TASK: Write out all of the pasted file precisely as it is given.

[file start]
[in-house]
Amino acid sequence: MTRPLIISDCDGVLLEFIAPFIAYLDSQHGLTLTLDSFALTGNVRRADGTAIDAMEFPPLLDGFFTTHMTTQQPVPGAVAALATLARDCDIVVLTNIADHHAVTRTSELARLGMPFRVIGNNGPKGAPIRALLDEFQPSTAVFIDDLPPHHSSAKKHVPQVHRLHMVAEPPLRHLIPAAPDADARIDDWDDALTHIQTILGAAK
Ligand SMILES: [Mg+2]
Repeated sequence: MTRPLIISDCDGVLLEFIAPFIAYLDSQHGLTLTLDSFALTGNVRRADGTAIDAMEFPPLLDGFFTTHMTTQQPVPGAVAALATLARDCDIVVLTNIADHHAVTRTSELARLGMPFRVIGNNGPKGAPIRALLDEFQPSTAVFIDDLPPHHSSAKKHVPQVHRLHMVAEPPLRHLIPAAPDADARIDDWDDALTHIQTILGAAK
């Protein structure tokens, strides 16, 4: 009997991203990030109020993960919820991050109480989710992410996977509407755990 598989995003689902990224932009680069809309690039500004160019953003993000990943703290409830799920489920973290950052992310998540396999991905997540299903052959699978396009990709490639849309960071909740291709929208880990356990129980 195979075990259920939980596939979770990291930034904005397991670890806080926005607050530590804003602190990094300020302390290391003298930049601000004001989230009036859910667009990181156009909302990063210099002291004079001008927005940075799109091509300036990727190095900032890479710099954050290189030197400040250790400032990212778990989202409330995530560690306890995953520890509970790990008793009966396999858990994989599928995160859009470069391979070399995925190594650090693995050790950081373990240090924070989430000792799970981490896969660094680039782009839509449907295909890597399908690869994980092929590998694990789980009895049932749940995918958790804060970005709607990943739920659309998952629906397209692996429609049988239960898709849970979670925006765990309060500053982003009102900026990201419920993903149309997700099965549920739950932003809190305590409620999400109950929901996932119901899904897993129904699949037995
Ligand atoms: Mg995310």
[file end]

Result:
[in-house]
Amino acid sequence: MTRPLIISDCDGVLLEFIAPFIAYLDSQHGLTLTLDSFALTGNVRRADGTAIDAMEFPPLLDGFFTTHMTTQQPVPGAVAALATLARDCDIVVLTNIADHHAVTRTSELARLGMPFRVIGNNGPKGAPIRALLDEFQPSTAVFIDDLPPHHSSAKKHVPQVHRLHMVAEPPLRHLIPAAPDADARIDDWDDALTHIQTILGAAK
Ligand SMILES: [Mg+2]
Repeated sequence: MTRPLIISDCDGVLLEFIAPFIAYLDSQHGLTLTLDSFALTGNVRRADGTAIDAMEFPPLLDGFFTTHMTTQQPVPGAVAALATLARDCDIVVLTNIADHHAVTRTSELARLGMPFRVIGNNGPKGAPIRALLDEFQPSTAVFIDDLPPHHSSAKKHVPQVHRLHMVAEPPLRHLIPAAPDADARIDDWDDALTHIQTILGAAK
């Protein structure tokens, strides 16, 4: 009997991203990030109020993960919820991050109480989710992410996977509407755990 598989995003689902990224932009680069809309690039500004160019953003993000990943703290409830799920489920973290950052992310998540396999991905997540299903052959699978396009990709490639849309960071909740291709929208880990356990129980 195979075990259920939980596939979770990291930034904005397991670890806080926005607050530590804003602190990094300020302390290391003298930049601000004001989230009036859910667009990181156009909302990063210099002291004079001008927005940075799109091509300036990727190095900032890479710099954050290189030197400040250790400032990212778990989202409330995530560690306890995953520890509970790990008793009966396999858990994989599928995160859009470069391979070399995925190594650090693995050790950081373990240090924070989430000792799970981490896969660094680039782009839509449907295909890597399908690869994980092929590998694990789980009895049932749940995918958790804060970005709607990943739920659309998952629906397209692996429609049988239960898709849970979670925006765990309060500053982003009102900026990201419920993903149309997700099965549920739950932003809190305590409620999400109950929901996932119901899904897993129904699949037995
Ligand atoms: Mg995310």